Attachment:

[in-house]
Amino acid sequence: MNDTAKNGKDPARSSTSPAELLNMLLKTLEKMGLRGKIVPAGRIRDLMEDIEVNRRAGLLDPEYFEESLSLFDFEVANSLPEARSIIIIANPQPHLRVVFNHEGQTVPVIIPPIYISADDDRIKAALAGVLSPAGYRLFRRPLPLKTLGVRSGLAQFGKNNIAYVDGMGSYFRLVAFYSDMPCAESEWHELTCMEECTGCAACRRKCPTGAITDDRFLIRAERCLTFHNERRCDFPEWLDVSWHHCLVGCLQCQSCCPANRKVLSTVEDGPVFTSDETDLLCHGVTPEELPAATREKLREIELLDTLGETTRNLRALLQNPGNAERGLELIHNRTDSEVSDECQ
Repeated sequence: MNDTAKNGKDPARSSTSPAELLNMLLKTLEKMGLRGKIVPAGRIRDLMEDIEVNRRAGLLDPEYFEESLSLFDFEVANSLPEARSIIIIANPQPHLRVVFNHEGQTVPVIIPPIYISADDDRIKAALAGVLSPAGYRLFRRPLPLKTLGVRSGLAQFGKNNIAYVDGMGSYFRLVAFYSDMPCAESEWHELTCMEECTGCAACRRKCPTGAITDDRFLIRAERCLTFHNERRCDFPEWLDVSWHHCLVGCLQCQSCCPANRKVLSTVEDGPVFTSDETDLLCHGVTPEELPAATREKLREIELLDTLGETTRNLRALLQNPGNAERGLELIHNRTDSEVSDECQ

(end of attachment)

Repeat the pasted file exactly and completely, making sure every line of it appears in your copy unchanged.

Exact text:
[in-house]
Amino acid sequence: MNDTAKNGKDPARSSTSPAELLNMLLKTLEKMGLRGKIVPAGRIRDLMEDIEVNRRAGLLDPEYFEESLSLFDFEVANSLPEARSIIIIANPQPHLRVVFNHEGQTVPVIIPPIYISADDDRIKAALAGVLSPAGYRLFRRPLPLKTLGVRSGLAQFGKNNIAYVDGMGSYFRLVAFYSDMPCAESEWHELTCMEECTGCAACRRKCPTGAITDDRFLIRAERCLTFHNERRCDFPEWLDVSWHHCLVGCLQCQSCCPANRKVLSTVEDGPVFTSDETDLLCHGVTPEELPAATREKLREIELLDTLGETTRNLRALLQNPGNAERGLELIHNRTDSEVSDECQ
Repeated sequence: MNDTAKNGKDPARSSTSPAELLNMLLKTLEKMGLRGKIVPAGRIRDLMEDIEVNRRAGLLDPEYFEESLSLFDFEVANSLPEARSIIIIANPQPHLRVVFNHEGQTVPVIIPPIYISADDDRIKAALAGVLSPAGYRLFRRPLPLKTLGVRSGLAQFGKNNIAYVDGMGSYFRLVAFYSDMPCAESEWHELTCMEECTGCAACRRKCPTGAITDDRFLIRAERCLTFHNERRCDFPEWLDVSWHHCLVGCLQCQSCCPANRKVLSTVEDGPVFTSDETDLLCHGVTPEELPAATREKLREIELLDTLGETTRNLRALLQNPGNAERGLELIHNRTDSEVSDECQ